He received numerous honors throughout his lifetime, including the Spanish Society of Anatomical Pathology and the International Academy of Pathology, the Gold Medal from the University of Granada, the Honorary Medal from the University School of Medicine Valencia, the Krieg Cortical Kudos Cortical Discoverer Award, and several Cajal medals. His hometown, Jumilla, Spain, where there is a statue in his honor and where his legacy will remain in a museum for neuroscientists to visit and learn, named him a favorite son or “Hijo predilecto de Jumilla.” In 2021, he received the Spanish Knighthood by unanimous decision, but at 91 was unable to attend the ceremony.
Javier DeFelipe, PhD, a neuroanatomist who received the Krieg Cortical Kudos award in 1999, recalls his friend and fellow researcher:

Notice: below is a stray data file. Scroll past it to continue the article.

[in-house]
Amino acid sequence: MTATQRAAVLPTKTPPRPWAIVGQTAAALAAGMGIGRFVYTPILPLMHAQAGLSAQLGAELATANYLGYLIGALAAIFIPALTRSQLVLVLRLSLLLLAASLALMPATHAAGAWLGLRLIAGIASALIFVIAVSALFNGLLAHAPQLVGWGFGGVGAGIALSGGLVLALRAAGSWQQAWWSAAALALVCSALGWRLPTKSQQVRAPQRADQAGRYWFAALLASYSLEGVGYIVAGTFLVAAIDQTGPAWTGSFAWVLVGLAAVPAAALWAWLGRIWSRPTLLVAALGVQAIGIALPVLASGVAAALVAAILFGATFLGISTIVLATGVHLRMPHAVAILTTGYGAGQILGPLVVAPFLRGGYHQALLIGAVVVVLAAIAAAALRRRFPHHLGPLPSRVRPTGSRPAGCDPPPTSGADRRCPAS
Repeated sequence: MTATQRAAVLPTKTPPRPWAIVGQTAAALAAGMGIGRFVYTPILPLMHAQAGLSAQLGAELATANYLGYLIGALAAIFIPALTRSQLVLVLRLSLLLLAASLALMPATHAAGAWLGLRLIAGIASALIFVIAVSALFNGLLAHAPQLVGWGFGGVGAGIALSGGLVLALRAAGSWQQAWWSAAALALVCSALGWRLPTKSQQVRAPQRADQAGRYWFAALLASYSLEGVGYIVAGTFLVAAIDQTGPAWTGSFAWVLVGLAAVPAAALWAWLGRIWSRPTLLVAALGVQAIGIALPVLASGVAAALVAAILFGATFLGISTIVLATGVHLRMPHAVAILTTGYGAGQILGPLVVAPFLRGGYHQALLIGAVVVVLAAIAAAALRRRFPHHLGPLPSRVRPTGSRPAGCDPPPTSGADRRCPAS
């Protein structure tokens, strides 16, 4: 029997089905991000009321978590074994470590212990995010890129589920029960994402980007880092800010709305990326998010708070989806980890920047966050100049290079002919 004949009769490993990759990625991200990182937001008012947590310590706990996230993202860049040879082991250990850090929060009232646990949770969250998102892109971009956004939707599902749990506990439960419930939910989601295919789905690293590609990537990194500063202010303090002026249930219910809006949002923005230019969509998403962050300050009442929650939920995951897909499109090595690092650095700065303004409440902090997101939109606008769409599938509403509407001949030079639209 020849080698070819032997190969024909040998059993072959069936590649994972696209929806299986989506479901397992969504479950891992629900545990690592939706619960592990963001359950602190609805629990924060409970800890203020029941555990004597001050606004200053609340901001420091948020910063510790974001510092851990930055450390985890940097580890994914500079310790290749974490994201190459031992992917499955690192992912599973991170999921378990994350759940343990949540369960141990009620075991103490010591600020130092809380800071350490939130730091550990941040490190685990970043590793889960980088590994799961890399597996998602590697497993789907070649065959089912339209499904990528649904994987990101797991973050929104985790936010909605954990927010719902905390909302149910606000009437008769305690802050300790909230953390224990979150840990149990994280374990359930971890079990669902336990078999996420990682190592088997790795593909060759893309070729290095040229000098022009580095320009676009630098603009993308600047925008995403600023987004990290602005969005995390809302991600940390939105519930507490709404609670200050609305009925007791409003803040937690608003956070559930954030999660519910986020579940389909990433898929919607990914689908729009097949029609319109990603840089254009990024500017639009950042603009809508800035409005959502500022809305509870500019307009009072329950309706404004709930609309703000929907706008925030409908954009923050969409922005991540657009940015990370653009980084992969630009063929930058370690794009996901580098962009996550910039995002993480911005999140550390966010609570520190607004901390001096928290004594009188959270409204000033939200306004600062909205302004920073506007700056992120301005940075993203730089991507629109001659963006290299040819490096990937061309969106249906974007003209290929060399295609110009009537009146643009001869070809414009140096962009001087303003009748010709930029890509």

“The passing of Miguel Marín-Padilla is a huge loss for all those who had the great fortune to know him well. I remember his visits to the Instituto Cajal where I met him for the first time, a long time ago, in 1980. Since then, he had become both a great friend and valued colleague. He was always willing to share with us his vast knowledge on the morphology and development of the neuronal components of the human cerebral cortex. He spent virtually his entire scientific life dedicated to the study of the human brain using the method of Camillo Golgi, following the footsteps of Santiago Ramón y Cajal, “nuestro maestro”, as he used to say. Thanks to this technique, the beginning of the detailed microanatomical study of the brain was made possible, starting in the 1890s with Cajal’s master works on the structure of the brain.